They started wrestling. Nobody was backing up. From where I was standing I could not take good pictures. When I approached the wrestlers, the watchers started yelling at me for ruining their view. I decided to be exactly behind the referee in order not to disturb anyone and when I saw something interesting I took pictures as fast as possible.
Suddenly I hear a loud noise and songs and then I see them in a row going out through the woods. The point where they come out is green, full of tall ferns and dense firs. I'm lucky, it's worth it, the bad weather also helps.
In an old and somehow derelict part of the city center, dozens of street restaurants and food stalls pile up local delicacies, traditional dishes from other regions and even the odd "contemporary" dish.
The monastery of Saint Panteleimon, near Vlasti Kozanis, celebrates its patron saint. Many pilgrims arrive to pray and at the same time the villagers climb the mountain on the back of their horses.
The tribes of upper Sepic gather in this feast wearing traditional costumes and participating in frenzied dances. Feathers of various birds like the mighty Cassowary or the emblematic bird of paradise, shells, grass skirts, teeth of crocodiles and warthogs, bows and spears and of course full body painting are just a few elements of these traditional costumes. The decoration is completed with live baby crocodiles, hanging on men, women and children.
Some summers after my teenage years I spent in Kos. One of my childhood friends originated from the island and we went to his vacation home. So I have plenty of pleasant memories from this island and now that I photograph all over Greece, I could not neglect it. I know of course that the tourist industry has the upper hand since then, but like every place in Greece, Kos has a great tradition behind, which I was determined to discover. Among hordes of tourists looking for cheap blue and vitamin D, some residents try to preserve what may have been left from past times.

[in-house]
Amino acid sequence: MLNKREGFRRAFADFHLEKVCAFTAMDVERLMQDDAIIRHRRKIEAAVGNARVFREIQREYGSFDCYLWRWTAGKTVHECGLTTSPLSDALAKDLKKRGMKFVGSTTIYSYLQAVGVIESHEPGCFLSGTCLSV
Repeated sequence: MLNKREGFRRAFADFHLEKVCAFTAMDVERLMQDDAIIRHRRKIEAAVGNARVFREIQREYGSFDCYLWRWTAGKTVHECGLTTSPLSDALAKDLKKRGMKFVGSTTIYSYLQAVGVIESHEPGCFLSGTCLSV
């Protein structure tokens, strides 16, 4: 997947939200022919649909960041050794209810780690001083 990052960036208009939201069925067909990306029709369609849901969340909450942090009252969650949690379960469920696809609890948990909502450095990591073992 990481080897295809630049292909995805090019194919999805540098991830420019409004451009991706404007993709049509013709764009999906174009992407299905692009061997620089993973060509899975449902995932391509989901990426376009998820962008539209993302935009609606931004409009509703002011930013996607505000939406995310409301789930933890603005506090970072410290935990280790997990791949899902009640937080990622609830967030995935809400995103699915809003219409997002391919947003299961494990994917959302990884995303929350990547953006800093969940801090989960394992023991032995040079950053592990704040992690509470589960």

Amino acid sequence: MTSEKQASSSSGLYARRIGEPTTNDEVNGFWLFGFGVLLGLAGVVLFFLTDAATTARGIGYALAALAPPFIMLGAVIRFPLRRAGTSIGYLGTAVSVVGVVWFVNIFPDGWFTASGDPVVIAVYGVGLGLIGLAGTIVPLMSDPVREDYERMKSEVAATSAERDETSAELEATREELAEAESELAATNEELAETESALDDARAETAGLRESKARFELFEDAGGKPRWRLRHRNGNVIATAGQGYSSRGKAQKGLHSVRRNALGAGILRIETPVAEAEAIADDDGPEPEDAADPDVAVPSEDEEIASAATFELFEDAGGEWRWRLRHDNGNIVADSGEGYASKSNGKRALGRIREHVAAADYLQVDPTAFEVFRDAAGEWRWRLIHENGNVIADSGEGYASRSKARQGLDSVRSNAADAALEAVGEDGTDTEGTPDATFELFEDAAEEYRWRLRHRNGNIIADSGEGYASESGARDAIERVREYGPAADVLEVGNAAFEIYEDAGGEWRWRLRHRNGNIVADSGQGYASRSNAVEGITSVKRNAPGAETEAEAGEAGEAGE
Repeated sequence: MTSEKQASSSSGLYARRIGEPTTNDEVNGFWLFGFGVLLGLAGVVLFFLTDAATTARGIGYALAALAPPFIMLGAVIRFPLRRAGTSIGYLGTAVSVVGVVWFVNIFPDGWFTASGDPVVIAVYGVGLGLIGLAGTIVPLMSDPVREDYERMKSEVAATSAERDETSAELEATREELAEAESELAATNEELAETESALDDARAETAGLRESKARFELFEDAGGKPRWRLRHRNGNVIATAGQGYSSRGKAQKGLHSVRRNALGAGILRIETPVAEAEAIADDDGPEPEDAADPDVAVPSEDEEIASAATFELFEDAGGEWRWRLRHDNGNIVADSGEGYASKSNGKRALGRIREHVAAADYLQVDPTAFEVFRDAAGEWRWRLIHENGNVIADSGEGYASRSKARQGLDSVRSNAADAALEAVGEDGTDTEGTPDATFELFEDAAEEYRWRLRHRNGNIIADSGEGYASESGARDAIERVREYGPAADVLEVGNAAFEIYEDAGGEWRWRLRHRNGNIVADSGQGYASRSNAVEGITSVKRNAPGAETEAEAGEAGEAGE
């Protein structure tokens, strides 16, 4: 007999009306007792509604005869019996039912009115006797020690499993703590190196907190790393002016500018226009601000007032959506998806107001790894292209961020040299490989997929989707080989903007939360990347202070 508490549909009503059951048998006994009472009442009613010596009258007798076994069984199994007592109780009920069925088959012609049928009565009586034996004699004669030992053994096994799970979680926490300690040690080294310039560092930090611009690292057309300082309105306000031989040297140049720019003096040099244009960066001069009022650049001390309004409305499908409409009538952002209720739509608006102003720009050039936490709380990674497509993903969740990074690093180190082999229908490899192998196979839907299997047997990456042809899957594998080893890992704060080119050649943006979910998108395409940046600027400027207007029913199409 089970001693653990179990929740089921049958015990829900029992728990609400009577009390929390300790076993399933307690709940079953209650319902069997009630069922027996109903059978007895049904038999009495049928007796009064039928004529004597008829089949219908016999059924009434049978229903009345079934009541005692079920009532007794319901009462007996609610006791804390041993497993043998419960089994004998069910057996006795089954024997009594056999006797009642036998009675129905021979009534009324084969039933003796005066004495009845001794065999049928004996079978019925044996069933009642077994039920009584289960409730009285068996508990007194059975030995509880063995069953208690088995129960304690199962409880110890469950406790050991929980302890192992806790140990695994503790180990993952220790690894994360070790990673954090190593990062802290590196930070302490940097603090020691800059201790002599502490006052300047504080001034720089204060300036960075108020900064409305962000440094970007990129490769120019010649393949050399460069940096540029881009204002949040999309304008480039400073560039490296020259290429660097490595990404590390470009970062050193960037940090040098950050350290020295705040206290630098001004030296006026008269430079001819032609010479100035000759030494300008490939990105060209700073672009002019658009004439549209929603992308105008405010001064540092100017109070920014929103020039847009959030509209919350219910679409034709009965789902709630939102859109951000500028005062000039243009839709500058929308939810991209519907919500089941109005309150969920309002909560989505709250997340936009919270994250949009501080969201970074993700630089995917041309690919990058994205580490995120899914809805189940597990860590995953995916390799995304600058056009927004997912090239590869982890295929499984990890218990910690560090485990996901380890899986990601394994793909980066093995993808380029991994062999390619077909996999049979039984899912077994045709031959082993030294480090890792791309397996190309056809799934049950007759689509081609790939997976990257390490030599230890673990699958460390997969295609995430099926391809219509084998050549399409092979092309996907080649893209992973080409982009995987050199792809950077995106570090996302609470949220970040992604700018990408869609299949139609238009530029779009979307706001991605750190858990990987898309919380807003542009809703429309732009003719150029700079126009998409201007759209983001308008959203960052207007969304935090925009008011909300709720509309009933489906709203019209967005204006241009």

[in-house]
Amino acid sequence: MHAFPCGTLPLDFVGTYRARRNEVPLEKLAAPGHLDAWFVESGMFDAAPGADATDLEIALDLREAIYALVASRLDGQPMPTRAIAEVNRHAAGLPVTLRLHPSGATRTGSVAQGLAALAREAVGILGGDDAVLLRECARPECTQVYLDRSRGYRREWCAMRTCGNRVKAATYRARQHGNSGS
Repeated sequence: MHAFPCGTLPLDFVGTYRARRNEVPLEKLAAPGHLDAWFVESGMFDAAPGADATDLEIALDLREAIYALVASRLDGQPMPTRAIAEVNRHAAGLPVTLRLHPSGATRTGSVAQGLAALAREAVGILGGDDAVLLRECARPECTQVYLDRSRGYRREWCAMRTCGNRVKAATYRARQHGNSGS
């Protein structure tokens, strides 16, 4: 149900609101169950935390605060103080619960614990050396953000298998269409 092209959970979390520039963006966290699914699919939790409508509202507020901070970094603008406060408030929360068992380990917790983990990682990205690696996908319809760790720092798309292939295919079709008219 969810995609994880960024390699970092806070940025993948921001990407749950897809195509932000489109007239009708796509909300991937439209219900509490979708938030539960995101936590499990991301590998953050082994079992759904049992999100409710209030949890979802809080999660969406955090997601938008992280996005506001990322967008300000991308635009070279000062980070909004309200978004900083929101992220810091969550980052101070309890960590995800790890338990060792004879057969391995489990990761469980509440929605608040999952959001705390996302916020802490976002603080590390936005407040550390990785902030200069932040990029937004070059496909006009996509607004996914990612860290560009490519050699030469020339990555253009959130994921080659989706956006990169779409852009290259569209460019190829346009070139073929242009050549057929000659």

After eating a delicious food, singing starts. There are local musicians playing. Oldest men sing first, the priest also. In a while, dancing starts. This will last until morning.
Some women visit home to home to invite others to the feast. They go into the yards, they chase chickens, dance, eat doughnuts made by housewives to cure them, drink wine. This goes on in every house and on the streets of the village.
The clock was ticking. It was getting dark and more people were going out in the streets, dressed as carnivals, ready to have some good time. You could hear Balkan music everywhere.
After three and a half hours we had walked the whole village and visited every house. The koudouniarides had sung and danced all this time but i was the only one feeling tired and frozen.